And this is where the problem starts for Simon Reynolds, as he bravely attempts to create some kind of coherence the brief period of grace between Rotten’s “Ever get the feeling you’ve been cheated?” and Geldof’s “Give us your fookin’ money!” Punk was a cohesive reaction against specific phenomena, from the Queen’s Silver Jubilee to Rod Stewart going disco. Postpunk was, well, stuff that happened after punk. Its motivations were many and various. There was, of course, music that followed on directly from punk in the sense that its instigators had been at the heart of punk for example, Public Image Limited and Magazine. And there were some acts, such as Joy Division, that clearly owed much to punk, but benefited from not having jumped on the original bandwagon, and had time to develop free from the clichés of flob and bondage.

Postpunk, in retrospect (and certainly from the perspective of alleged postpunk revivalists such as Franz Ferdinand and Interpol) is wrong-angled guitars and throbby bass the names to check nowadays are Gang of Four and A Certain Ratio and Wire. Funk for maths postgrads. But in Reynolds’ world, it’s really anything that happened in these six years that he quite liked.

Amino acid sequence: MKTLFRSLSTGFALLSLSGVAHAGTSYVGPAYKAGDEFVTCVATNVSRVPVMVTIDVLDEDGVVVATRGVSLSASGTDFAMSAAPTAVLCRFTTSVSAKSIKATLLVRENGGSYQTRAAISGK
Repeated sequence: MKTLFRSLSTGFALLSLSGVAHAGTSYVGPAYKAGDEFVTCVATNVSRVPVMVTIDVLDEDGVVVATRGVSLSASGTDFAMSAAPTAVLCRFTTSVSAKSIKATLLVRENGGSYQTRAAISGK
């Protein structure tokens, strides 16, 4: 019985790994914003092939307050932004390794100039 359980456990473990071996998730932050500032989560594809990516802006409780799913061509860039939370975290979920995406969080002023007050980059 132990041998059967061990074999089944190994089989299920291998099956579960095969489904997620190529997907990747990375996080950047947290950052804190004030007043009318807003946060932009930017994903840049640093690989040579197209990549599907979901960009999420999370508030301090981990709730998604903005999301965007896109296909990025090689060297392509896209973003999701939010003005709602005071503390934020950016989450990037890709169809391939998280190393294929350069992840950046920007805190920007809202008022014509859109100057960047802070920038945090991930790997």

Was punk really the big motivator for the likes of the Human League and Cabaret Voltaire, or was it cheap synths and Kraftwerk? What pushed the development of 2-Tone was surely the post-war demographics of the West Midlands: immigration + collapse of manufacturing sector_ Þ racism = ska revival. And what exactly links these musics with Scritti Politti and Devo and Eurythmics and Was (Not Was) and The Waterboys and ESG and Psychic TV and Art of Noise and Duran Duran and The Residents and Big Country and Bauhaus and Nurse With Wound except for chronological coincidence and, in some cases, a tendency to sing a bit like Peter Cook? If they were all postpunk, then either postpunk means nothing, or it means everything. If they were all postpunk, then so were Joe Dolce and the St Winifred’s School Choir.